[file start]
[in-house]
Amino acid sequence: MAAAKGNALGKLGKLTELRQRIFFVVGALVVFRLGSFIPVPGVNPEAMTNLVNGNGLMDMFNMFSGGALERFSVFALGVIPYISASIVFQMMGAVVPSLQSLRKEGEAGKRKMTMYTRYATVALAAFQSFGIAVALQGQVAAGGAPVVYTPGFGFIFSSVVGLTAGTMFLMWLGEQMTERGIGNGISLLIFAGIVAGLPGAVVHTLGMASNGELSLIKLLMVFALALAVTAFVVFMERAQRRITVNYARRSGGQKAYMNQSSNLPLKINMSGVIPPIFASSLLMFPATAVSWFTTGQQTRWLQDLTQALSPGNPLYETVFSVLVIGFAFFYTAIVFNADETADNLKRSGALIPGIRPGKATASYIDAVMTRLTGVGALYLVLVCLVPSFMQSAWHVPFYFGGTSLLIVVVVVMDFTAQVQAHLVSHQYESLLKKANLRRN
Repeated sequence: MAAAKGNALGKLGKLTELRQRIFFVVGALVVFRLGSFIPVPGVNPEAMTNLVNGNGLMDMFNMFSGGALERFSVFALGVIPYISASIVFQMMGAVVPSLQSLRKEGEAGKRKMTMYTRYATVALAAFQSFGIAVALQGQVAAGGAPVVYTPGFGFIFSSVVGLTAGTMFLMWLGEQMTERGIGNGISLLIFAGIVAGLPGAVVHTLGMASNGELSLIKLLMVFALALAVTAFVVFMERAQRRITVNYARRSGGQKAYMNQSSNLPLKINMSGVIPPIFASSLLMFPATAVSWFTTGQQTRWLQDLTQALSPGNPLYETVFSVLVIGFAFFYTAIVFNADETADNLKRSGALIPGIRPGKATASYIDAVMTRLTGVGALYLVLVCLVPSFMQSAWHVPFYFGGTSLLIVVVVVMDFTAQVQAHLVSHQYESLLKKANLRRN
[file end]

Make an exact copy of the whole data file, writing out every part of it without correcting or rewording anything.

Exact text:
[in-house]
Amino acid sequence: MAAAKGNALGKLGKLTELRQRIFFVVGALVVFRLGSFIPVPGVNPEAMTNLVNGNGLMDMFNMFSGGALERFSVFALGVIPYISASIVFQMMGAVVPSLQSLRKEGEAGKRKMTMYTRYATVALAAFQSFGIAVALQGQVAAGGAPVVYTPGFGFIFSSVVGLTAGTMFLMWLGEQMTERGIGNGISLLIFAGIVAGLPGAVVHTLGMASNGELSLIKLLMVFALALAVTAFVVFMERAQRRITVNYARRSGGQKAYMNQSSNLPLKINMSGVIPPIFASSLLMFPATAVSWFTTGQQTRWLQDLTQALSPGNPLYETVFSVLVIGFAFFYTAIVFNADETADNLKRSGALIPGIRPGKATASYIDAVMTRLTGVGALYLVLVCLVPSFMQSAWHVPFYFGGTSLLIVVVVVMDFTAQVQAHLVSHQYESLLKKANLRRN
Repeated sequence: MAAAKGNALGKLGKLTELRQRIFFVVGALVVFRLGSFIPVPGVNPEAMTNLVNGNGLMDMFNMFSGGALERFSVFALGVIPYISASIVFQMMGAVVPSLQSLRKEGEAGKRKMTMYTRYATVALAAFQSFGIAVALQGQVAAGGAPVVYTPGFGFIFSSVVGLTAGTMFLMWLGEQMTERGIGNGISLLIFAGIVAGLPGAVVHTLGMASNGELSLIKLLMVFALALAVTAFVVFMERAQRRITVNYARRSGGQKAYMNQSSNLPLKINMSGVIPPIFASSLLMFPATAVSWFTTGQQTRWLQDLTQALSPGNPLYETVFSVLVIGFAFFYTAIVFNADETADNLKRSGALIPGIRPGKATASYIDAVMTRLTGVGALYLVLVCLVPSFMQSAWHVPFYFGGTSLLIVVVVVMDFTAQVQAHLVSHQYESLLKKANLRRN